Trends, Reports & Analyses

Where Does That Old Fridge Go?

By Michael W. Kahn | ECT Staff Writer Published: October 28th, 2013

David Frost interviewed Richard Nixon. Mike Douglas talked to John Lennon. Now add to the list of memorable interviews a guy named Alex chatting with a refrigerator.

It’s part of a new video showing electric cooperative members what happens once their old fridge is carted off for recycling.

“Our co-op’s members have recycled nearly 8,500 units since 2010,” said Kara Baker, marketing coordinator at Wabash Valley Power Association. “That’s a lot of units. But what happens to them?”

Baker looked for a video that would answer the question, but couldn’t find one she liked. So the Indianapolis-based G&T made its own.

The result is a two-and-a-half minute video that starts at a co-op member’s home in Brownsburg, Ind., where Jaco Environmental is about to haul away a garage fridge.

Host Alex Mattingly leads viewers through the process. At one point, with the fridge about to be loaded onto the truck, Mattingly stops to interview it, only to tell the audience that his subject has “frozen up.” It’s “a little freezer humor—just to break the ice,” he adds.

Foam removed from old refrigerators will go to a waste-to-energy plant. (Photo By: WVPA)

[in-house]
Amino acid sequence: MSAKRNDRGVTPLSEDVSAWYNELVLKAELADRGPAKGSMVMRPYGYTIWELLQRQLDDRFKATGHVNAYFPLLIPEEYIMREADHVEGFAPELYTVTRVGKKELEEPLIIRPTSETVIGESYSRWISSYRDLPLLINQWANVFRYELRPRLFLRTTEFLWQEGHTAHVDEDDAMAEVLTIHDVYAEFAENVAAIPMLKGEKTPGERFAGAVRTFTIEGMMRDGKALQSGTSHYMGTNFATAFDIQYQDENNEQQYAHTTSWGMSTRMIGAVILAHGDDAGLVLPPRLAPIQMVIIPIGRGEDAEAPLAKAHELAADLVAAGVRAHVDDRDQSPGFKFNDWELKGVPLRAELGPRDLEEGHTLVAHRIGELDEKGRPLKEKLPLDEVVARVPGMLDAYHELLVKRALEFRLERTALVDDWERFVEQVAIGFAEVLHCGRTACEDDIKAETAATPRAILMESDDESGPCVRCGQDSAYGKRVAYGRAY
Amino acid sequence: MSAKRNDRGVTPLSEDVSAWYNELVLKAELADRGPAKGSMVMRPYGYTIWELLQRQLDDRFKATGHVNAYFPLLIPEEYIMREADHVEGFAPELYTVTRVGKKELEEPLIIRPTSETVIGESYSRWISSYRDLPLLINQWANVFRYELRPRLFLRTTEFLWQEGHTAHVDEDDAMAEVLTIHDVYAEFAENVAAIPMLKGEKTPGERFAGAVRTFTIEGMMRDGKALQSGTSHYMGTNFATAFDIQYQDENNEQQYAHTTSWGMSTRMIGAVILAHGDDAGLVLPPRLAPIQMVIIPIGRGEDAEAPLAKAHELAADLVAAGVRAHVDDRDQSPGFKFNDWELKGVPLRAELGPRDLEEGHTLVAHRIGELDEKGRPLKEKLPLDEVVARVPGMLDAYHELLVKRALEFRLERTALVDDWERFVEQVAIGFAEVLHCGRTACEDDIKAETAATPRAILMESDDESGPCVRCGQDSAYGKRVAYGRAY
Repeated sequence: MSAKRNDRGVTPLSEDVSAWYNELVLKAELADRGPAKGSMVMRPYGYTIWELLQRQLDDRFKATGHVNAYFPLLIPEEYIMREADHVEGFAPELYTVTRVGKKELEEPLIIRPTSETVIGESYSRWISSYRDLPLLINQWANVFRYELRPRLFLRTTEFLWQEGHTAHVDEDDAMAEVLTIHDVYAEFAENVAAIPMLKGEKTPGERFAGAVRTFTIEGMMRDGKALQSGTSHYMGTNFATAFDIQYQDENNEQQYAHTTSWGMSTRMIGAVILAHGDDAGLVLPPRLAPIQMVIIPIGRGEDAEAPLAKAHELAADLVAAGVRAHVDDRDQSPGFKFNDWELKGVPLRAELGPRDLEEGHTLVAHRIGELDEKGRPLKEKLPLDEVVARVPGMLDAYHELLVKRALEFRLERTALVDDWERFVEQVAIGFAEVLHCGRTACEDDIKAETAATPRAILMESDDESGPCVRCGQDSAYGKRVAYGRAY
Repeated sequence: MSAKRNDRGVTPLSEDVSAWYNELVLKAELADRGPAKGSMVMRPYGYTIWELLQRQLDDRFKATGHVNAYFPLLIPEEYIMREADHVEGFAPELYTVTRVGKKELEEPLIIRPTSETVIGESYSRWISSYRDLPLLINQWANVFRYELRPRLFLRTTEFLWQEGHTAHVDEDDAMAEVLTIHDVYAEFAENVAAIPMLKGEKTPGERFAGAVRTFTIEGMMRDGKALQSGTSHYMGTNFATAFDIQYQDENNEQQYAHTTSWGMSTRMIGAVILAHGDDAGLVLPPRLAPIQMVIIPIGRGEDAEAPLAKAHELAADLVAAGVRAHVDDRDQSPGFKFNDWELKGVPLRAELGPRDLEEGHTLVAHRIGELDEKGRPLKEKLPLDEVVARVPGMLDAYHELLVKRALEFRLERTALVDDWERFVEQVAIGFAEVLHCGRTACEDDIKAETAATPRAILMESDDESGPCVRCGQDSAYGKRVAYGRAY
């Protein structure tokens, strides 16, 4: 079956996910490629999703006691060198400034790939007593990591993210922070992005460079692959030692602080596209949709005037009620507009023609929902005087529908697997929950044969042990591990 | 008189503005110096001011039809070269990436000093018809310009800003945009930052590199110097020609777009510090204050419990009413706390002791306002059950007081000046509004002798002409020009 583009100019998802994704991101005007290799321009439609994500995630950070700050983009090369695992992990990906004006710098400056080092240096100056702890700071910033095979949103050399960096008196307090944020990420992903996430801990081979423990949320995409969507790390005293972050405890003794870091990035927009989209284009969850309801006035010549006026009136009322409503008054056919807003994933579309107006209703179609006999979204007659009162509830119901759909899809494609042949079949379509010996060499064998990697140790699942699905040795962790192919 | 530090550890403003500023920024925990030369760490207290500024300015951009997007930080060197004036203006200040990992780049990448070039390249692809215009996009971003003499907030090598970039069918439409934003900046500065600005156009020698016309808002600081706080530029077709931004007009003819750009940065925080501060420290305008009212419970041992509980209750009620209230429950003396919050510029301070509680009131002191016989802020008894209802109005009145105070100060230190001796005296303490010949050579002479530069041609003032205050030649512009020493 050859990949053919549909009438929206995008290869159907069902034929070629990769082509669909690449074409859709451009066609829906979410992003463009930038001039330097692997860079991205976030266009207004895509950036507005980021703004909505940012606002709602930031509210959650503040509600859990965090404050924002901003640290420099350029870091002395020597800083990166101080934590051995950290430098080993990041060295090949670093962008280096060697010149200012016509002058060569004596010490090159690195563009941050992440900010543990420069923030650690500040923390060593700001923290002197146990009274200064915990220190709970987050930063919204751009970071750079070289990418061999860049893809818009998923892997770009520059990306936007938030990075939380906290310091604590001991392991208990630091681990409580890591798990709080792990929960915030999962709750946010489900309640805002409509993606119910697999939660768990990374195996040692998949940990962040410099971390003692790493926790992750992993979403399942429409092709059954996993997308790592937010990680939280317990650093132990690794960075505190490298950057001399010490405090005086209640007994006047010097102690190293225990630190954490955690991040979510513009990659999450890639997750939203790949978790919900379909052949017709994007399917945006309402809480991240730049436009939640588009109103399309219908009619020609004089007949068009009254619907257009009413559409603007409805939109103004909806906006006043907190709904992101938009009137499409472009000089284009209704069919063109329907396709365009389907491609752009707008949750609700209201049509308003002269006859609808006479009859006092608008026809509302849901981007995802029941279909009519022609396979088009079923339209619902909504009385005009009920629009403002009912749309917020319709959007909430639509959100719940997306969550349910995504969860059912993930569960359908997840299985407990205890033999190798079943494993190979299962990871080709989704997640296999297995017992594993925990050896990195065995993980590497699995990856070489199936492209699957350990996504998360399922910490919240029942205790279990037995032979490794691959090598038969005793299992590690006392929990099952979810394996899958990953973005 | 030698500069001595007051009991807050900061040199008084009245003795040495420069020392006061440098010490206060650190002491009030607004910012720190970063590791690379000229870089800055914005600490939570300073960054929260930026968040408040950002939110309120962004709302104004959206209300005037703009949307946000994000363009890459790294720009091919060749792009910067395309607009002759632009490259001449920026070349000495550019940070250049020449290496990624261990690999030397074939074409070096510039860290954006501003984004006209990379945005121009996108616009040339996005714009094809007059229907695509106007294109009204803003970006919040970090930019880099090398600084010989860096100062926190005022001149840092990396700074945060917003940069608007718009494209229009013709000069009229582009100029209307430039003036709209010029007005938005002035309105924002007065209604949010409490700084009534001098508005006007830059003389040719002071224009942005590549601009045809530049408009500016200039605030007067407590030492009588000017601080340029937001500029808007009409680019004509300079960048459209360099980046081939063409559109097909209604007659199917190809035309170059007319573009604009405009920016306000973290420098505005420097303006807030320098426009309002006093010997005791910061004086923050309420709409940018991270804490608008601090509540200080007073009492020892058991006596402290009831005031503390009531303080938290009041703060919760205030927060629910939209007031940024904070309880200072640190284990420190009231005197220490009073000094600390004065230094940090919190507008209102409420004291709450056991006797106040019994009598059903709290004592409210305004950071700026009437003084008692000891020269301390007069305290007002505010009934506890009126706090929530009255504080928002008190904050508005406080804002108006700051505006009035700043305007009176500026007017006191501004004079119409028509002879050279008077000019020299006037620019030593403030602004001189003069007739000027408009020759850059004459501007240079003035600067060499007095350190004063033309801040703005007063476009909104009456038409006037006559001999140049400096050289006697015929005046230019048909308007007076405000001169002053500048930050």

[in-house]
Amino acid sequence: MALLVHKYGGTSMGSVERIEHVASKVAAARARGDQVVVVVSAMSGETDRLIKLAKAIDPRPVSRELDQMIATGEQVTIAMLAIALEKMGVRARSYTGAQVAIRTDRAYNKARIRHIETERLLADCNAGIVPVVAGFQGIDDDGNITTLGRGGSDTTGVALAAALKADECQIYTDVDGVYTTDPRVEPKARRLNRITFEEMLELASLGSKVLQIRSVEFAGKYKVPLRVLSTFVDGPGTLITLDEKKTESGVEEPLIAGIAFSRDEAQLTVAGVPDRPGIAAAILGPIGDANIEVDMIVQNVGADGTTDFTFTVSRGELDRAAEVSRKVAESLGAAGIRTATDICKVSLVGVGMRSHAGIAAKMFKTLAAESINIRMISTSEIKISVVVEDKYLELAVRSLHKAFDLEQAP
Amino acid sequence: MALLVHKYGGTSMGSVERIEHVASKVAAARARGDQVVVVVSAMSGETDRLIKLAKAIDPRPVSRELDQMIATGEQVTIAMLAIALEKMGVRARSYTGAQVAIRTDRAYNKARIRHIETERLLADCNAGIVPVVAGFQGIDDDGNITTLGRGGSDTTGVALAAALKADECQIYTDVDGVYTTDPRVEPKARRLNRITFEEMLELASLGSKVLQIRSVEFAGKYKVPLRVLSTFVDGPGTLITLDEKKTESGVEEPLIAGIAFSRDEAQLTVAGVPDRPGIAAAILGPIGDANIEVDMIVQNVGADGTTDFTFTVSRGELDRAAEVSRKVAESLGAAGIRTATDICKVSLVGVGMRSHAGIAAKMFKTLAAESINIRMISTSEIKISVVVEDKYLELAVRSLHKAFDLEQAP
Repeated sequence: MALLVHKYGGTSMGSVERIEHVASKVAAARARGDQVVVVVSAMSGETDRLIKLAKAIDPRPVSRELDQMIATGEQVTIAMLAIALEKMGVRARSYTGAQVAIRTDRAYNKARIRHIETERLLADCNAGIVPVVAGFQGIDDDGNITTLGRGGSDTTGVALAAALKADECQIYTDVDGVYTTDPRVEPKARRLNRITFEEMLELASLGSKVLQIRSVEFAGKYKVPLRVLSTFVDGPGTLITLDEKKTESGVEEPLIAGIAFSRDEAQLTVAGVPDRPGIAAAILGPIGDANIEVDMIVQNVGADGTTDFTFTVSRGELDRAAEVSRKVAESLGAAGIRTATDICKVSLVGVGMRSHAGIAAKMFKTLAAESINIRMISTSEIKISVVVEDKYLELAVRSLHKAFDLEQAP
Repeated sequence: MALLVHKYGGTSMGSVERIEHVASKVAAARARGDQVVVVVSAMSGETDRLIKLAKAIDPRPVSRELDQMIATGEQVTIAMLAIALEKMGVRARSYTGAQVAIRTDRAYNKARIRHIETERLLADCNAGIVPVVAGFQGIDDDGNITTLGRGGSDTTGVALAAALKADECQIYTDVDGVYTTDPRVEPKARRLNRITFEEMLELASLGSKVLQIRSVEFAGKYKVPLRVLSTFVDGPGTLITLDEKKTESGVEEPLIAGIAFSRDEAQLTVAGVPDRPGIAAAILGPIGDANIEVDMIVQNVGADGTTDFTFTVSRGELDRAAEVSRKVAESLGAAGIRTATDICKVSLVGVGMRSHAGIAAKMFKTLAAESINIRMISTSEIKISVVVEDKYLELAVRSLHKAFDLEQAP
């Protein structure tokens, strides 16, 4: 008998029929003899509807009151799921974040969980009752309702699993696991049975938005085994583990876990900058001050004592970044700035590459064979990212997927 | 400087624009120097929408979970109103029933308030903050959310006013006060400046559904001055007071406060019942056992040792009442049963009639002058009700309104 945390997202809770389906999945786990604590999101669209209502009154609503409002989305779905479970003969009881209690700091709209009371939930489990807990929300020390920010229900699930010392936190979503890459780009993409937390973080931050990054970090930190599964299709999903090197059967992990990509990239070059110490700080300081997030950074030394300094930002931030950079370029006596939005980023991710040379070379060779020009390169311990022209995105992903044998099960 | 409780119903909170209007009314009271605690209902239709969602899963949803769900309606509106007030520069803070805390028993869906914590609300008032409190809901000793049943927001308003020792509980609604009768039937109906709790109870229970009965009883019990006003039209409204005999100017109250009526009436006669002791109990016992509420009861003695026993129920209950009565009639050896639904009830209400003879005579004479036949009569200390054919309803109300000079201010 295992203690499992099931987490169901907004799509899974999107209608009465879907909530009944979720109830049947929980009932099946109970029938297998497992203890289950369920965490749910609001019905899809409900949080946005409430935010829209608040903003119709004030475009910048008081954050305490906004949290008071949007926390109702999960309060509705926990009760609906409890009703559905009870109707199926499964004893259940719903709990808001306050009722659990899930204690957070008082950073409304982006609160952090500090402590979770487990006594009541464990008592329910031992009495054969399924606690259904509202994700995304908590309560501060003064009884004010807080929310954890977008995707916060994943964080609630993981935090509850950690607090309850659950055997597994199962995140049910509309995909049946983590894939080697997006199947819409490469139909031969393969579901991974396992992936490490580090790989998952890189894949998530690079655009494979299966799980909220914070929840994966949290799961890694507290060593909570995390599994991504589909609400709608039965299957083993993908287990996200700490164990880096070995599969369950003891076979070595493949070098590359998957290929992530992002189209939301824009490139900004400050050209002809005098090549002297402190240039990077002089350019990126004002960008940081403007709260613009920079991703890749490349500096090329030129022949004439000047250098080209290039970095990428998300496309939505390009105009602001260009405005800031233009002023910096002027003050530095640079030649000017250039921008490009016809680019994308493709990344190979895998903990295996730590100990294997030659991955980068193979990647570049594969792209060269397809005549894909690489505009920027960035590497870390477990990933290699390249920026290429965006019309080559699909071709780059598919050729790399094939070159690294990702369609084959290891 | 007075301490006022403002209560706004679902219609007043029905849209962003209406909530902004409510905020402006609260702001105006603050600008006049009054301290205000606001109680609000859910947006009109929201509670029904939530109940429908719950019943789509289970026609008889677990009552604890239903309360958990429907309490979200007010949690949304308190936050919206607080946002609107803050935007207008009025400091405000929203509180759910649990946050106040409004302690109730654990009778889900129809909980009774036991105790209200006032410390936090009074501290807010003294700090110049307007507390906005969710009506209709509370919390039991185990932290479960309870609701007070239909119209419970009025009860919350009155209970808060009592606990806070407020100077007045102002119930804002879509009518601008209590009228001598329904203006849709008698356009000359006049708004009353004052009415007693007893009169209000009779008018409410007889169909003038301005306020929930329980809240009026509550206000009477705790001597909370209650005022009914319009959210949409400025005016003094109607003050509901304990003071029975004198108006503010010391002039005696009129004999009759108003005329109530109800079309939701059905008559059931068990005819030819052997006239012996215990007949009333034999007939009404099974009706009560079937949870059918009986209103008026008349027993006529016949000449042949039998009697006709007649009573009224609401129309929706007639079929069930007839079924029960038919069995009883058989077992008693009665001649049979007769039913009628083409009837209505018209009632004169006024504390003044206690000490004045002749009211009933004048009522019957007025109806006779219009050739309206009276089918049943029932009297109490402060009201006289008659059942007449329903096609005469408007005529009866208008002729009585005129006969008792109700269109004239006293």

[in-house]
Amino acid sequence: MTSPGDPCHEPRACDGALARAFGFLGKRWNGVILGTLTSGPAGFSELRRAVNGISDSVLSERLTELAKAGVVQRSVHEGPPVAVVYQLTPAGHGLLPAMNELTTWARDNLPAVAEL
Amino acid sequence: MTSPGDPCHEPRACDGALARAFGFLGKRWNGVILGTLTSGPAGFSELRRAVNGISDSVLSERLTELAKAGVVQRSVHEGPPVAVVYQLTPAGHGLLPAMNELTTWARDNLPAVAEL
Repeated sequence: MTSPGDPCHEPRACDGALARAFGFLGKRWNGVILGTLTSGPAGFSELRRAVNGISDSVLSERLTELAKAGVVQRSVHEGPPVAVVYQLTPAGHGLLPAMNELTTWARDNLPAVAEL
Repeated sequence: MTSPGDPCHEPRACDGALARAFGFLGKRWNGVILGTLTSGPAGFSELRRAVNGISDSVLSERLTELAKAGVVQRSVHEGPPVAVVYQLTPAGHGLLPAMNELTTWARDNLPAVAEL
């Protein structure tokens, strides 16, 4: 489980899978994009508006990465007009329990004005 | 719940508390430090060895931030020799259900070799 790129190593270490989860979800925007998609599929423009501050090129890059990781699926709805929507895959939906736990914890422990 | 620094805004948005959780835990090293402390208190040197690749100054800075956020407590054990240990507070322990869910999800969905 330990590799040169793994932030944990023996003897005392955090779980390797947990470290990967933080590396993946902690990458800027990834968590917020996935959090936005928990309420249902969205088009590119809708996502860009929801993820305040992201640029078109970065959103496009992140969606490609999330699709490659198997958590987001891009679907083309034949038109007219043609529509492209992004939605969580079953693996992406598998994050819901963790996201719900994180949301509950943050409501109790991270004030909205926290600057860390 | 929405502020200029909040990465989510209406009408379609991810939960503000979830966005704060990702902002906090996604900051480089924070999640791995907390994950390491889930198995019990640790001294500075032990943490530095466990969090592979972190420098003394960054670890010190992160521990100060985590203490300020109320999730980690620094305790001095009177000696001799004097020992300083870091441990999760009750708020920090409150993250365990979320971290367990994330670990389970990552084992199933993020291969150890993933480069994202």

Foam removed from old refrigerators will go to a waste-to-energy plant. (Photo By: WVPA)

“He’s not an actor. He’s just a guy our ad agency knows,” Baker said. “He gets in front of a camera and does great.”

The video continues at Jaco’s Indianapolis facility, where the fridge is taken apart and the materials separated. Ninety-five percent is recycled, from oil and metal, to steel that becomes rebar for road construction.

“Tomorrow you could be driving over your own refrigerator,” Mattingly tells viewers.

And who knew there’s about 10 pounds of foam in a fridge—all of which goes to a waste-to-energy plant. “Each bag contains about 20 kilowatt-hours of energy,” Mattingly says.

It’s a lighthearted approach that conveys a serious message: Getting rid of an extra refrigerator saves energy and money.

“A lot of people don’t realize that just popping that old fridge or freezer in the garage or basement is costing them,” Baker said. “It could be upwards of $150 a year.”

Twenty-five of Wabash Valley’s distribution co-ops offer refrigerator and freezer recycling as part of the G&T’s POWER MOVES energy efficiency programs. If it’s in working order it’ll be removed for free and the member gets $35.

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